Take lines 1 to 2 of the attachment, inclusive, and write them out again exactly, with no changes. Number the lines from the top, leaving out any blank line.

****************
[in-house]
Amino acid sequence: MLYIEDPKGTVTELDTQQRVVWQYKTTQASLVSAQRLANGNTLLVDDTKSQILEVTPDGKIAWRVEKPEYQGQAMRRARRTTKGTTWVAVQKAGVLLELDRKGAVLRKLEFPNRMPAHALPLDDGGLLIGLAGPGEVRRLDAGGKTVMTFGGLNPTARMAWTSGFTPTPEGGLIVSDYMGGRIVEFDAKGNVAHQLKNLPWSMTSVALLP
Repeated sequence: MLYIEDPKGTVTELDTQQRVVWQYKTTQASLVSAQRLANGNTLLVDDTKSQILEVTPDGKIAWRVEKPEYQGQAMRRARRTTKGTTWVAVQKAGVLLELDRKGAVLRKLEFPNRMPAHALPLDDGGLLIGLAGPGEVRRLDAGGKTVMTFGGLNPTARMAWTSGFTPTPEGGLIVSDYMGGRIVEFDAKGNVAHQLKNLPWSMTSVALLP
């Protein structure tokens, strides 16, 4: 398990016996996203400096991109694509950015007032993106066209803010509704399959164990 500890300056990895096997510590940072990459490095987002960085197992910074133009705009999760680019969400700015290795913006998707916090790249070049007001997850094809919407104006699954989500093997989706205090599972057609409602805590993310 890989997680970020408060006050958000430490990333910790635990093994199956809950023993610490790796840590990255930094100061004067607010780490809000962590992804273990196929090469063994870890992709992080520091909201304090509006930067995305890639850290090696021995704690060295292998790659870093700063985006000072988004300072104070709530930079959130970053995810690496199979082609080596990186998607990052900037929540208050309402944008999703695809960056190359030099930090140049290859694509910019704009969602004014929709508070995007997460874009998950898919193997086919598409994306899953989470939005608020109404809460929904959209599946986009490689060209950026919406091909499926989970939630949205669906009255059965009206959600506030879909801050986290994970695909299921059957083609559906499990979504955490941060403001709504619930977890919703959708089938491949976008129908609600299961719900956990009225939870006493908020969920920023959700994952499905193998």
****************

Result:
[in-house]
Amino acid sequence: MLYIEDPKGTVTELDTQQRVVWQYKTTQASLVSAQRLANGNTLLVDDTKSQILEVTPDGKIAWRVEKPEYQGQAMRRARRTTKGTTWVAVQKAGVLLELDRKGAVLRKLEFPNRMPAHALPLDDGGLLIGLAGPGEVRRLDAGGKTVMTFGGLNPTARMAWTSGFTPTPEGGLIVSDYMGGRIVEFDAKGNVAHQLKNLPWSMTSVALLP